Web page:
## Question

Does the sequence ${\frac{3n}{2n-1}}$ converge?

## Solution

A sequence converges if there is a limit for its terms as the number terms goes to infinity.

Is there a limit of ${\frac{3n}{2n-1}}$ as $n$ goes to infinity? Let’s see:

$\frac{3n}{2n-1}=\frac{3n\cdot1/n&space;}{\left&space;(2n-1&space;\right&space;)\cdot1/n}=\frac{3}{2-1/n}$. Since the limit as $n$ goes to infinity of $1/n$ equals 0, the limit as $n$ goes to infinity of $\frac{3n}{2n-1}=$ $\frac{3}{2-0}=\frac{3}{2}$.

There is a limit:$\frac{3}{2}$. Therefore the sequence converges.

### Caution

Graph of the 3n/(2n-1). Dots represent sequence values. Value approaches 3/2 as n gets large.

There may be confusion between convergence of a sequence and conversion of a series. Note the distinction: A sequence is a list of numbers: one number, then another number, then another, etc.; while a series is a sum of numbers: one number plus another number, plus another, etc. More confusing, there is a whole topic about convergence of series, with several kinds of tests for convergence.

To determine whether a sequence converges, don’t use the convergence tests that you use for series; instead, look at the limit. While a series converges only if the sum of the terms is limited, a sequence converges if its $n$th term is limited as $n$ goes to infinity.

### Update

Paul Headley, who teaches at Northern Virginia Community College, has found an easier way to find the limit: L’Hopital’s rule. L’Hopital’s rule says that if the limits of both the numerator and the denominator of a rational function go to either zero or infinity, then the limit of the rational function is equal to the quotient of the limits of the derivatives of the numerator and the denominator.

In our example: To find the limit as $n$ goes to infinity of ${\frac{3n}{2n-1}}$, start by noting that as $n$ goes to infinity, 3n and 2n-1 both go to infinity, so L’Hopital’s rule applies.

Next, replace the numerator and the denominator with their first derivatives, and you get $\frac{3}{2}$. There’s the limit. Same answer, less sweat.

# Maximum Value on an Interval

## Question

If a toy car moves according to the equation $v(t)=2/3t^3-4t^2+6t+2$, where t represents time and v represents velocity, what is the toy car’s maximum acceleration on the interval [0, 5]?

## Solution

Acceleration is the first derivative of velocity. So if $v(t)=2/3t^3-4t^2+6t+2$ represents the toy car’s velocity, then $a(t)=2t^2-8t+6$ represents its acceleration.

### How to find the maximum?

The maximum on the interval could be a local maximum somewhere within the interval, or it could be a value at one end or the other. You can calculate all three and compare them. To get started a sketch may help you get a sense of what the curve looks like.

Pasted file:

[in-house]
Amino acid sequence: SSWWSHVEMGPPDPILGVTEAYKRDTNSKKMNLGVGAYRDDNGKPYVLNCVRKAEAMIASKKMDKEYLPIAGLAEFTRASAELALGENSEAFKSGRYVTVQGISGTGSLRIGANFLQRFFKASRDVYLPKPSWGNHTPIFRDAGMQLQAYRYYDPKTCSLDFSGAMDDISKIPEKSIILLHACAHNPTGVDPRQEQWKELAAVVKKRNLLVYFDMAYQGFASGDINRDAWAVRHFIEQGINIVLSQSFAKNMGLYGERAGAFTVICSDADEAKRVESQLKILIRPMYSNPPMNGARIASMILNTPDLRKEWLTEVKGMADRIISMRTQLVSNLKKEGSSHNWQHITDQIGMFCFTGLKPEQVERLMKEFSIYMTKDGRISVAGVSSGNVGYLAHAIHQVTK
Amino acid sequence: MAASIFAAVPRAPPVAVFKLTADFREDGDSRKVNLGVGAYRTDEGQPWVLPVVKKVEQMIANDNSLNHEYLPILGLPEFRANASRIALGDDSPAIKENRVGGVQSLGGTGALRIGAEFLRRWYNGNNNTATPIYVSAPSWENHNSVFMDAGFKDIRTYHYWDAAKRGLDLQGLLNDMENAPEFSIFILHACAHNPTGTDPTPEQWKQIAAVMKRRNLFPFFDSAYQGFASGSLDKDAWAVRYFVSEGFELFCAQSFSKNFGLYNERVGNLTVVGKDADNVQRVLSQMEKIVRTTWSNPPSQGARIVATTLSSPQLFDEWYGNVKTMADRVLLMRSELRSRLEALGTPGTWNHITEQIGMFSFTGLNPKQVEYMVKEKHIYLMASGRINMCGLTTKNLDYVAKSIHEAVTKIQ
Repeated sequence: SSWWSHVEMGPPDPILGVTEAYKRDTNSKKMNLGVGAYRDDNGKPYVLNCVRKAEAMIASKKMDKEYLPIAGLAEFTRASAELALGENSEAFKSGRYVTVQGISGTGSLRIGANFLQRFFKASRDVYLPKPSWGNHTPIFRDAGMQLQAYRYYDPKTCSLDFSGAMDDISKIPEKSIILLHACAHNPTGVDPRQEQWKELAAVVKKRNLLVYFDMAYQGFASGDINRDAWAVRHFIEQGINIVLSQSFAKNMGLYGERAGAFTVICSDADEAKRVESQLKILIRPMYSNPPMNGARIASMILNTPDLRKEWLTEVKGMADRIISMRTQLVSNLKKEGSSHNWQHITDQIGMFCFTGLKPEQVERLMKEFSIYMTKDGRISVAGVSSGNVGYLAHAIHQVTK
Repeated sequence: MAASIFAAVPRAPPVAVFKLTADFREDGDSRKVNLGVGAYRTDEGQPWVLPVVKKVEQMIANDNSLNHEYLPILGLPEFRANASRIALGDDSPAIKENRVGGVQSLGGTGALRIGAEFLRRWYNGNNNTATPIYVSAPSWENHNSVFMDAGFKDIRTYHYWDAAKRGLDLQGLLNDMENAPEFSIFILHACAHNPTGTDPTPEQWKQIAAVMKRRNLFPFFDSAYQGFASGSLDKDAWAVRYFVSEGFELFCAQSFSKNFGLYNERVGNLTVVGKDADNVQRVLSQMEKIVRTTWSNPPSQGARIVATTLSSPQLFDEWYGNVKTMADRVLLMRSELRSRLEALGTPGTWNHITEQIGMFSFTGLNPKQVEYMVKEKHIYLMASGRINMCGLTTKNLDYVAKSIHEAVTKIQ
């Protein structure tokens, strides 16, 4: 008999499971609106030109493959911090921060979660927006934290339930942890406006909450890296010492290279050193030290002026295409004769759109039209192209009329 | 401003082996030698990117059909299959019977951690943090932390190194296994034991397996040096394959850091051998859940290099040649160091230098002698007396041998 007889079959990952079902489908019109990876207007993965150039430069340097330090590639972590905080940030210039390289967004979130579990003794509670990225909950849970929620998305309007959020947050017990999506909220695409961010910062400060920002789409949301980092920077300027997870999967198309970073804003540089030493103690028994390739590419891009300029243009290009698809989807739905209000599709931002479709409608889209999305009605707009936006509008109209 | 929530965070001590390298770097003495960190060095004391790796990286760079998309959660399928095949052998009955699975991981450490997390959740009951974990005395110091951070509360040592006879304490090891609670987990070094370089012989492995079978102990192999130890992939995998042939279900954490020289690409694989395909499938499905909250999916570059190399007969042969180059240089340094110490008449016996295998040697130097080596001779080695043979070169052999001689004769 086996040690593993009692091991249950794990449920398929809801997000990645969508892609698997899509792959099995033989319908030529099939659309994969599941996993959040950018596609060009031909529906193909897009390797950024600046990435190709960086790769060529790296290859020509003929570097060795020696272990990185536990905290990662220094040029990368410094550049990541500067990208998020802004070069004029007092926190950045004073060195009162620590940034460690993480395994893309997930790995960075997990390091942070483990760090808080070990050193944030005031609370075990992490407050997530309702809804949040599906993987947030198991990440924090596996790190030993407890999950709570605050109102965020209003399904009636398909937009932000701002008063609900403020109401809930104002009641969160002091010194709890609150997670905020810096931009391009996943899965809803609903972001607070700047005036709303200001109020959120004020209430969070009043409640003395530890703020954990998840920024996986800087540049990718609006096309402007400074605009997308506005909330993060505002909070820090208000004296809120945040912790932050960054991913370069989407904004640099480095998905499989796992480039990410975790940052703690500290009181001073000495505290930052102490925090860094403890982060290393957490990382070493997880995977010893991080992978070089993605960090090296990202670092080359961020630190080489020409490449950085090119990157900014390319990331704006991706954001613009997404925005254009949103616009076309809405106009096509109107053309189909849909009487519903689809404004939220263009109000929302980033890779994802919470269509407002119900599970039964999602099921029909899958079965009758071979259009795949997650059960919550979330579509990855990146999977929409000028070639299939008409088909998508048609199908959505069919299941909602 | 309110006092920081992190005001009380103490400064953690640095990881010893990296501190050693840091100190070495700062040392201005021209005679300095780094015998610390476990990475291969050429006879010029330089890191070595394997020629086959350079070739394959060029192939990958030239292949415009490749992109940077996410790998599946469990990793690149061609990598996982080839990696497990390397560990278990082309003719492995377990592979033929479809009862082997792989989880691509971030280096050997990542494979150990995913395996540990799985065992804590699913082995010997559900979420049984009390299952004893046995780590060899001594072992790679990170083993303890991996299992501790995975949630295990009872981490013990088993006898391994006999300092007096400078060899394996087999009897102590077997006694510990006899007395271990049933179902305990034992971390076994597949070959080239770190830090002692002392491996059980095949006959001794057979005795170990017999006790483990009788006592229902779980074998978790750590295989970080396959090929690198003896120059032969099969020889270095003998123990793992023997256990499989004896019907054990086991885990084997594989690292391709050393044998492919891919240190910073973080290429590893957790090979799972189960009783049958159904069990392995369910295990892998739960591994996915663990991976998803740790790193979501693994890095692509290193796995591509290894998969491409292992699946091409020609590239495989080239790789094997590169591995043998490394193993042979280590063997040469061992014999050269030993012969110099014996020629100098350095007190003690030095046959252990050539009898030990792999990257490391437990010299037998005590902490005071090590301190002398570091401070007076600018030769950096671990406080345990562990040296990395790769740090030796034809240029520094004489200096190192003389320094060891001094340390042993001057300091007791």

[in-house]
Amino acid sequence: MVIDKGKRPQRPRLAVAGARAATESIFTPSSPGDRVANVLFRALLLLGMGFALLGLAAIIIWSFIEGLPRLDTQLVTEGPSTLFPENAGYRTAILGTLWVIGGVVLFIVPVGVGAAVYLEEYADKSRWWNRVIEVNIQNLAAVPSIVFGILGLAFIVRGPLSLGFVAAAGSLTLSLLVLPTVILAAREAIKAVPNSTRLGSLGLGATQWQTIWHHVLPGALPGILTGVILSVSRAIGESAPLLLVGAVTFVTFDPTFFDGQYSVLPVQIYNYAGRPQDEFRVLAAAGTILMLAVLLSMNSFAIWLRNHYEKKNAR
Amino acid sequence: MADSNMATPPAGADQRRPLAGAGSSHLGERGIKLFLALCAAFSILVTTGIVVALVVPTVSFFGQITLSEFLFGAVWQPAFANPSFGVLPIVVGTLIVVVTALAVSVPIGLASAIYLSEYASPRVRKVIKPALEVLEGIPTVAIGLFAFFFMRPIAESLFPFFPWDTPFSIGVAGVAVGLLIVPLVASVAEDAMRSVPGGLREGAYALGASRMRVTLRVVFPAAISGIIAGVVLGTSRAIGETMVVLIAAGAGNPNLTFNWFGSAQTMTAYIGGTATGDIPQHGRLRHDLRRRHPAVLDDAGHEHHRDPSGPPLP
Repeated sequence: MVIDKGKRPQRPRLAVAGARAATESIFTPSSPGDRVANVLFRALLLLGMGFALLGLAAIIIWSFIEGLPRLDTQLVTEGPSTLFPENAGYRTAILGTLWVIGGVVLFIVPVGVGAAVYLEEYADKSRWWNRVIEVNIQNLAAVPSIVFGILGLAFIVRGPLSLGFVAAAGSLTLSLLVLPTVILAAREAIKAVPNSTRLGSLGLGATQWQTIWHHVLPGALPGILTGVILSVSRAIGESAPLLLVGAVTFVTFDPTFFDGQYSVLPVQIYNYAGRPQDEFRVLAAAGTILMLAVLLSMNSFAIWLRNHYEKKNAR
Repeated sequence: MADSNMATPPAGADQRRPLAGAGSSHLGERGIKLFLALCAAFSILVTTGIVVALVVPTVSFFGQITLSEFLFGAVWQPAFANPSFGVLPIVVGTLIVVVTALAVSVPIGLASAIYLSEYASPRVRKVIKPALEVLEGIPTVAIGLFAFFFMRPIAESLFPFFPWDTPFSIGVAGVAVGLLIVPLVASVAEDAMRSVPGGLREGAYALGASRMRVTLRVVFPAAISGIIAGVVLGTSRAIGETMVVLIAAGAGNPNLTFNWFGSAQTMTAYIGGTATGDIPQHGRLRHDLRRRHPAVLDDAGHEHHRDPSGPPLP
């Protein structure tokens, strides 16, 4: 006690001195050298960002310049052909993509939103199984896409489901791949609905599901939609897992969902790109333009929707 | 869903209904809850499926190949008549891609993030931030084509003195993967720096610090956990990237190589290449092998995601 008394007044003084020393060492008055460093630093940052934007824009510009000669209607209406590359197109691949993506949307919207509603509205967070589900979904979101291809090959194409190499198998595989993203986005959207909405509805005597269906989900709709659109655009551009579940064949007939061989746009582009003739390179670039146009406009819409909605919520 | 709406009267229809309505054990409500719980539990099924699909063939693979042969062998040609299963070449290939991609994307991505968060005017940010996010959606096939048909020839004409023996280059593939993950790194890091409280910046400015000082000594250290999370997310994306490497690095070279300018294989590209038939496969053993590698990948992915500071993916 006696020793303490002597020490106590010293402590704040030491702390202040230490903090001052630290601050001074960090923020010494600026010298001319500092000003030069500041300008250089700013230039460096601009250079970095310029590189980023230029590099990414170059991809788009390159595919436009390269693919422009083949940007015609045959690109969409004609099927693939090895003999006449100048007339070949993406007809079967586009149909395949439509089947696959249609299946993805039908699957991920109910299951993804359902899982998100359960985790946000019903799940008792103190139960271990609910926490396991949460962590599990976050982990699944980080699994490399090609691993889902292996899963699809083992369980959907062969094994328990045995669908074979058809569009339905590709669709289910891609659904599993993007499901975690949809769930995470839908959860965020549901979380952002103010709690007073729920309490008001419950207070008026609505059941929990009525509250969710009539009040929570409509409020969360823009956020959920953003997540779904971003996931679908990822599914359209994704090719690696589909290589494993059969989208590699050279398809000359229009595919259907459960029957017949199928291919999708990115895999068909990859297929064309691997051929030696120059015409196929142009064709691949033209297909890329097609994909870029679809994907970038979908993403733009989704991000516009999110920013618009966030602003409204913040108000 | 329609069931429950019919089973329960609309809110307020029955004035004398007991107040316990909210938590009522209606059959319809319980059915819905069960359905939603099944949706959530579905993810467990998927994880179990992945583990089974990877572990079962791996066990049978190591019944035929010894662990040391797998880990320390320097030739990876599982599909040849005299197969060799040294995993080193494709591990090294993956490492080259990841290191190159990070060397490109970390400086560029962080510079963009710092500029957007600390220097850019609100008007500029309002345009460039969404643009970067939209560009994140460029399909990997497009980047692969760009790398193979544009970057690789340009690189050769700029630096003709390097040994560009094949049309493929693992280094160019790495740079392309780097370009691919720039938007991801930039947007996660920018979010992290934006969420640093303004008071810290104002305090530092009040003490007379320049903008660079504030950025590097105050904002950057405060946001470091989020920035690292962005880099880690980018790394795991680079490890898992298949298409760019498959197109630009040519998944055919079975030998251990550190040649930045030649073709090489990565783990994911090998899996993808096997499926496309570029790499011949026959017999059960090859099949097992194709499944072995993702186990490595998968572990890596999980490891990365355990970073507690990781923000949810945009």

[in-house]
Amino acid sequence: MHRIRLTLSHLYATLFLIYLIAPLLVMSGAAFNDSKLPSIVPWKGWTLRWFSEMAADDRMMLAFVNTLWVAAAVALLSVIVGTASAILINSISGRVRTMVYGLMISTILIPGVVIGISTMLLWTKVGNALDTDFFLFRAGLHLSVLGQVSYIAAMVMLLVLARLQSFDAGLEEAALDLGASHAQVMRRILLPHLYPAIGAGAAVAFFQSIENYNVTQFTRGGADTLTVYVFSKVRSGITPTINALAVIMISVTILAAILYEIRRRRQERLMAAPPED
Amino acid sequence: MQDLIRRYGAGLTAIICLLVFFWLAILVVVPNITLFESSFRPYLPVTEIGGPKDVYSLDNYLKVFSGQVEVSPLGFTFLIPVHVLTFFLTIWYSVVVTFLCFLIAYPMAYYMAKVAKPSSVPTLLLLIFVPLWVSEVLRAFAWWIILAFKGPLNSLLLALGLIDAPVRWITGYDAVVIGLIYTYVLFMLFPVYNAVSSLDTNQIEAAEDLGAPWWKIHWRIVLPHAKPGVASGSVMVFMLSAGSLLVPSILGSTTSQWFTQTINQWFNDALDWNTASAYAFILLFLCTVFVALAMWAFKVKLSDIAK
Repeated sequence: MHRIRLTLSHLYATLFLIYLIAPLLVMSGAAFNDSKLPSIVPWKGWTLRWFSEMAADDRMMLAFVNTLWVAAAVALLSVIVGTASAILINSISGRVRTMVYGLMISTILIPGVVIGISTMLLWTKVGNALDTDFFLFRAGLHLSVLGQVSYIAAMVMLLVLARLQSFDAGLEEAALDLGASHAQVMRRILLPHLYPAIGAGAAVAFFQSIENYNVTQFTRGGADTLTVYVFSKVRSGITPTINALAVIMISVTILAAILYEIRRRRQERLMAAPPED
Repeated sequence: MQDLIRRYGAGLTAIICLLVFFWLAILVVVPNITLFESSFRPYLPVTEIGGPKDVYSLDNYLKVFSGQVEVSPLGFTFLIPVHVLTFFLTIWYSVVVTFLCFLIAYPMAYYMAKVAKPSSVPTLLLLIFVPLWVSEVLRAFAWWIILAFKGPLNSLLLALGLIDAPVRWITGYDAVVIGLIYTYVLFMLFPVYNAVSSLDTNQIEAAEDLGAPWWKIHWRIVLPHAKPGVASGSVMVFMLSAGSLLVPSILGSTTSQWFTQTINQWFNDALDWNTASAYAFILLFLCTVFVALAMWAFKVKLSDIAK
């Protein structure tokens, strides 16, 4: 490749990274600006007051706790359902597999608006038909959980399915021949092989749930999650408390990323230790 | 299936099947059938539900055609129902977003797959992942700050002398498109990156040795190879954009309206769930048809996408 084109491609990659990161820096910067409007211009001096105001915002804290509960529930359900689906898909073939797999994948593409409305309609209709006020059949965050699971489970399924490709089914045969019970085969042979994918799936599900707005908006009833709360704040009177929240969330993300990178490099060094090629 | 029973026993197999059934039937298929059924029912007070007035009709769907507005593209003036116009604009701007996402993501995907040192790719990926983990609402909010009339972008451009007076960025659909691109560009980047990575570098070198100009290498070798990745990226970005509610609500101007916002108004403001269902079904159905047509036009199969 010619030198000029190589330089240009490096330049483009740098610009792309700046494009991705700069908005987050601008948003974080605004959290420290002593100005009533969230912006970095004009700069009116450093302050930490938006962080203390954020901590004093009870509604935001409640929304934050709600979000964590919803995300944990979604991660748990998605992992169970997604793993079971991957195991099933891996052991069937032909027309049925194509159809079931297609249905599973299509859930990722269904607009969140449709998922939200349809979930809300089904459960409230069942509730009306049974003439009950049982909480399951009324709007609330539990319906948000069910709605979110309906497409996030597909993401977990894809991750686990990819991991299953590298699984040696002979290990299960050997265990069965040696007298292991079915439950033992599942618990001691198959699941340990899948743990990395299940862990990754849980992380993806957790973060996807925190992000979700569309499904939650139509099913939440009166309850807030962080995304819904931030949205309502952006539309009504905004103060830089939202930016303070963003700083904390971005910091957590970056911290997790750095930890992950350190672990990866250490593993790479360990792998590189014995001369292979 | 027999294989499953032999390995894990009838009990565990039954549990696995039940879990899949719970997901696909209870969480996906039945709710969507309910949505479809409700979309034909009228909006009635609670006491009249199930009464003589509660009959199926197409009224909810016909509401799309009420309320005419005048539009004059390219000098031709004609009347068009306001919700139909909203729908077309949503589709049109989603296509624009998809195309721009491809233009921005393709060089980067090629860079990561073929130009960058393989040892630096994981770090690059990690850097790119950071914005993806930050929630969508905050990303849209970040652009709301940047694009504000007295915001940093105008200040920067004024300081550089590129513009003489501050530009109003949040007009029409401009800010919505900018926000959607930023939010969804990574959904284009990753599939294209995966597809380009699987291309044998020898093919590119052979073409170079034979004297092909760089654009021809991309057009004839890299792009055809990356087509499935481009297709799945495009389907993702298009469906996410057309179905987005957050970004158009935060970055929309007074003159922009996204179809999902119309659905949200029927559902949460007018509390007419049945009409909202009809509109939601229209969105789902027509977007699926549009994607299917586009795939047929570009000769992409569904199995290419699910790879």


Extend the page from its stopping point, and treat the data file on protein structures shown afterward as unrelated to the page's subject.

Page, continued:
To make a quick sketch of $a(t)=2t^2-8t+6$, factor the trinomial to $2(t-3)(t-1)$. That tells you the x-intercepts: $(3,&space;0)$ and $(5,&space;0)$. And the 6 at the end of $2t^2-8t+6$ tells you that the y-intercept is $(0,&space;6)$. Those three points are enough for a crude sketch. I’ve extended the domain to 5 on the right, because that’s the interval that’s given. I think the y-value is higher at $x=5$ than it is at $x=0$, because 5 is farther from 2, which appears to be the vertex.

As you can see from either the sketch or the equation (the leading coefficient is positive), this parabola opens upward. Setting the acceleration function’s first derivative equal to zero will tell you where the vertex is – but as you can see that vertex is a minimum, not a maximum, so that is not the route to pursue to find the maximum.

### Where the first derivative is zero or at  the interval’s end

Since the vertex is the only turning point on the interval, the maximum value on the interval must be at one of the interval’s ends. If the sketch is accurate, the acceleration function, $a(t)=2t^2-8t+6$, should be at its maximum in the interval at $t=5$.

To confirm, you may want to calculate acceleration at several key points. To find acceleration at the left-hand end of the interval, $t=0$, is easy: Substitute 0 for t and you get $a(0)=6$.

Next, try the local minimum. To find the y-value there, you first have to find the t-value. To do that, differentiate $a(t)=2t^2-8t+6$ and get $a’(t)=4t-8$. Set that to 0 to get

$4t-8=0$

$t=2$

(Alternatively, since the acceleration function is second degree, if you represent its equation as $at^2+bt+c$, you can find its vertex by setting t equal to $-b/(2a)$. For the equation $a(t)=2t^2-8t+6$$a=2$ , $b=-8$, and $c=6$, so $-b/(2a)=2$.)

$a(2)=2(2^2)-8(2)+6=-2$

Finally, to find $a(5)$ you plug 5 into $a(t)=2t^2-8t+6$, which is a bit more work than plugging in 0, but still not a big deal. Then

$a(5)=2(5^2)-8(5)+6=16$

The results:

 t A(t) 0 6 2 -2 5 16

As the crude sketch indicated, the highest value is at $t=5$. There $a(t)=16$, and that is the answer. If you can work with a calculator and are not limited to what you can sketch by hand, you may get a better picture, like this: